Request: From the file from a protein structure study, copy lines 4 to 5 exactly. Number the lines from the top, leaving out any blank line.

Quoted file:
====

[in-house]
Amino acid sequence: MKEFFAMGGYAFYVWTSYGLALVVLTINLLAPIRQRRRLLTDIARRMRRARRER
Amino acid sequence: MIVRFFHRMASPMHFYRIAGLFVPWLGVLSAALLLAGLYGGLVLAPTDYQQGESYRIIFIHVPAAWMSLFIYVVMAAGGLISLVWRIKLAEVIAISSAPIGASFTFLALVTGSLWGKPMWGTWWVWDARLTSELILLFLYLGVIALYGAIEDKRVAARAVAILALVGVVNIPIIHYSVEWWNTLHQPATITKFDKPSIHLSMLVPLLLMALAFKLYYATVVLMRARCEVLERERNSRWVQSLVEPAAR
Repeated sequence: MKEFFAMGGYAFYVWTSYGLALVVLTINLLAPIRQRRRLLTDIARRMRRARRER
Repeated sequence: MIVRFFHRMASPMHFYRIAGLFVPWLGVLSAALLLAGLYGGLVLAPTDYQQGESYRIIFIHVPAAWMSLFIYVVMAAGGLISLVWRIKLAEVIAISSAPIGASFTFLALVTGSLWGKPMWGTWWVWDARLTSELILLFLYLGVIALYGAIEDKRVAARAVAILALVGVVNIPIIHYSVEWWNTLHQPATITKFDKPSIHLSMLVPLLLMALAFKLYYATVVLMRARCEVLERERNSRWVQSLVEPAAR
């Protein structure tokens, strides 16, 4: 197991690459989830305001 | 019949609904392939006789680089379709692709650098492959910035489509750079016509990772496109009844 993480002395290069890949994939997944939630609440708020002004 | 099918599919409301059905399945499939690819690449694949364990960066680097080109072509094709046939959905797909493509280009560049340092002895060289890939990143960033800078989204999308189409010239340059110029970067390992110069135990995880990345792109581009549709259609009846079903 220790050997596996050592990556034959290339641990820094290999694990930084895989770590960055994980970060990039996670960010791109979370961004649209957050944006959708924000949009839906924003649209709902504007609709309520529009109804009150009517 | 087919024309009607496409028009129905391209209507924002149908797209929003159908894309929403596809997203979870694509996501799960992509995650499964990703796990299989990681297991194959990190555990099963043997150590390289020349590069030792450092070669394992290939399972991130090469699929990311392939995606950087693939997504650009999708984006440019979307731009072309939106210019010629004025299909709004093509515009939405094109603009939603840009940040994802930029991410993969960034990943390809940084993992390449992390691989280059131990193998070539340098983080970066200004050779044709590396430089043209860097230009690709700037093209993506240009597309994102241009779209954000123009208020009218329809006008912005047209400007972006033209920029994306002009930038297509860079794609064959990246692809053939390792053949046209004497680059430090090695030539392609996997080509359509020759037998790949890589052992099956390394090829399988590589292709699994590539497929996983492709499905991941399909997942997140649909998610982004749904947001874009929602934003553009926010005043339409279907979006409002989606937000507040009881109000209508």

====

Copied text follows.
Repeated sequence: MKEFFAMGGYAFYVWTSYGLALVVLTINLLAPIRQRRRLLTDIARRMRRARRER
Repeated sequence: MIVRFFHRMASPMHFYRIAGLFVPWLGVLSAALLLAGLYGGLVLAPTDYQQGESYRIIFIHVPAAWMSLFIYVVMAAGGLISLVWRIKLAEVIAISSAPIGASFTFLALVTGSLWGKPMWGTWWVWDARLTSELILLFLYLGVIALYGAIEDKRVAARAVAILALVGVVNIPIIHYSVEWWNTLHQPATITKFDKPSIHLSMLVPLLLMALAFKLYYATVVLMRARCEVLERERNSRWVQSLVEPAAR